Her words caught me by surprise. One of my students suggested I preach with more energy and intensity.
I struggled to silence my inner chuckle. Of all the criticisms I’ve ever heard of my preaching, lacking energy or intensity was not among them.
But I quickly remembered walking toward the sanctuary with a guest preacher years ago. As we walked up the hallway, he asked me how long my sermons usually were. “12-18 minutes,” I told him.
“Well, I’ve got 25 minutes worth, so they better be ready to listen for 25 minutes today.”
I cannot imagine sermon preparation beginning with an expectation that the congregation will listen to whatever I say, for as long as I keep saying it. To me, the primary underlying thought that I try to keep in mind for preaching is whether or not what I want to say wants to be heard.
Surely, good preaching tells us things we really don’t want to hear. But it finds ways to do so that invite us in, draw us close, build our trust. Expecting someone to listen because you are preaching is the church equivalent of “because I said so!” This doesn’t work really well with anyone over 8; I am not sure why we think it ought to work with adults in worship.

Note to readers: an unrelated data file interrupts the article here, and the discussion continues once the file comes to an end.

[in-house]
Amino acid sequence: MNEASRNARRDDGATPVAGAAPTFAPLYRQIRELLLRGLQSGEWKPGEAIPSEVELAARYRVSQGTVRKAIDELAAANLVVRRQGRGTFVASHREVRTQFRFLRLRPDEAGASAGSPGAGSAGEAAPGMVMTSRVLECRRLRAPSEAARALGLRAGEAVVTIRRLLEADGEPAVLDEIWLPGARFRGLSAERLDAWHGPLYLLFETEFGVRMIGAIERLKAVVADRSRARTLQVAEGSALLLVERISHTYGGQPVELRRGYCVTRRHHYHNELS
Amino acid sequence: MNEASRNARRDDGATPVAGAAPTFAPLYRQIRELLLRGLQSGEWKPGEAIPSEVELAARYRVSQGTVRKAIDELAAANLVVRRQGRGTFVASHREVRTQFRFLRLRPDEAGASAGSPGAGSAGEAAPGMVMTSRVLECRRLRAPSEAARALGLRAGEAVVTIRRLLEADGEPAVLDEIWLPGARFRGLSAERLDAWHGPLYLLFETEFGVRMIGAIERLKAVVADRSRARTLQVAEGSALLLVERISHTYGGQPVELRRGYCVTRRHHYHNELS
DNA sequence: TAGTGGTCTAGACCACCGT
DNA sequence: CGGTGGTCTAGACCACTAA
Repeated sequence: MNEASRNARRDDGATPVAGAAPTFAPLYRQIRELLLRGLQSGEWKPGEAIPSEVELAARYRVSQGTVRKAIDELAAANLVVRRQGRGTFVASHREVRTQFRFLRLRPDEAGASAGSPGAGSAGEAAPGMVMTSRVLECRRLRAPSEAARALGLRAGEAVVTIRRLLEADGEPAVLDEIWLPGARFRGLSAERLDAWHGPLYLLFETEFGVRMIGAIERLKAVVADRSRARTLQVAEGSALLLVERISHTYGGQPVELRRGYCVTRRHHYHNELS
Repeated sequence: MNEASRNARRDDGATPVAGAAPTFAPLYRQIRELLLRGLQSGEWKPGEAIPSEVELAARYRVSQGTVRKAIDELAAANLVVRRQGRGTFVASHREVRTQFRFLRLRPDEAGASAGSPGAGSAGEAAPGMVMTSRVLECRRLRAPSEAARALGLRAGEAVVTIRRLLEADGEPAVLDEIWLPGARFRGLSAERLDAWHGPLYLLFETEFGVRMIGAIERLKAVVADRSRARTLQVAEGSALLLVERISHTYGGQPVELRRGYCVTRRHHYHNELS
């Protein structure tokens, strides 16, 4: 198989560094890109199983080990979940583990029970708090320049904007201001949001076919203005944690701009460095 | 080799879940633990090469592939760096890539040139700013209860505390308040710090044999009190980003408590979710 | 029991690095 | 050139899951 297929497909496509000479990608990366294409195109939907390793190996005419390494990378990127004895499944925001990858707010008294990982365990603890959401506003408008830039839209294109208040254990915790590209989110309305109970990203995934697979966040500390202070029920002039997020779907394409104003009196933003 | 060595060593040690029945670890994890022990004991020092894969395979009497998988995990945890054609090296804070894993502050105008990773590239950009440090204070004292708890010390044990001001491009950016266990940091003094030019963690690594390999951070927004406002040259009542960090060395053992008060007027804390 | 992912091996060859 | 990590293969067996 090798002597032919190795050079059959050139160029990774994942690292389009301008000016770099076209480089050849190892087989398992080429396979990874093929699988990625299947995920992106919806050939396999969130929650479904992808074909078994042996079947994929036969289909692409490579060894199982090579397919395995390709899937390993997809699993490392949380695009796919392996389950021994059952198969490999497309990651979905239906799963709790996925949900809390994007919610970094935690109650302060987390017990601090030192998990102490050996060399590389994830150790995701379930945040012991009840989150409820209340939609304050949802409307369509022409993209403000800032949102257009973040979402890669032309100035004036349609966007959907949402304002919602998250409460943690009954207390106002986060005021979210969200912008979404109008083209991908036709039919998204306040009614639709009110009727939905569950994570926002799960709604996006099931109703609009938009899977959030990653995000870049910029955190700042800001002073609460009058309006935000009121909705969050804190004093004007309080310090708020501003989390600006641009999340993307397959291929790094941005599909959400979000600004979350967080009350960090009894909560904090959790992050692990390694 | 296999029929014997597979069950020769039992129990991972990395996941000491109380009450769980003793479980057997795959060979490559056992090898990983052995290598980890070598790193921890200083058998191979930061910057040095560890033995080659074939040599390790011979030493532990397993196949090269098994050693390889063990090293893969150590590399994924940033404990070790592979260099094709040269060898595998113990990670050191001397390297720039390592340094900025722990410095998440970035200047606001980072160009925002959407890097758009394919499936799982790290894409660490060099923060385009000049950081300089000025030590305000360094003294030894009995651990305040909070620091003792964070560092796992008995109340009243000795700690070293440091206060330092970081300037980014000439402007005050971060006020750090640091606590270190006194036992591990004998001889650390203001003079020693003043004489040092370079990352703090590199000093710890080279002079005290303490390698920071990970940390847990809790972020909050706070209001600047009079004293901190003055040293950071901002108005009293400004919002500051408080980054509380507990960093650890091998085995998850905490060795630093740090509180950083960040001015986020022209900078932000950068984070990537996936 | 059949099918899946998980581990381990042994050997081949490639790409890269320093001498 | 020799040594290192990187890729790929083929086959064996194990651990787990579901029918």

Even moreso: I don’t want to convey the idea that we serve a “Because I told you so!” kind of God.
This youth and I talked some more. I was hoping to figure out what she meant so that I might do something about it.
You see, I suppose my real primary underlying principle is to try to stay in touch with more than what I am saying – I am concerned with what I am communicating. This means I have to take my audience into account.
This is true not just for sermons, but in every relationship. I remember many times being misunderstood, and asked for clarification, when the next thing out of my mouth were the same exact words I had just used to miscommunicate. The second time, perhaps, I would say them more slowly, or louder.
If someone doesn’t understand something you’ve said, and you want them to, do you merely repeat exactly the same words over and over again, or do you find a different way to articulate it?
If what you are saying is not communicating what you want it to, you may very well have to say something different, or differently.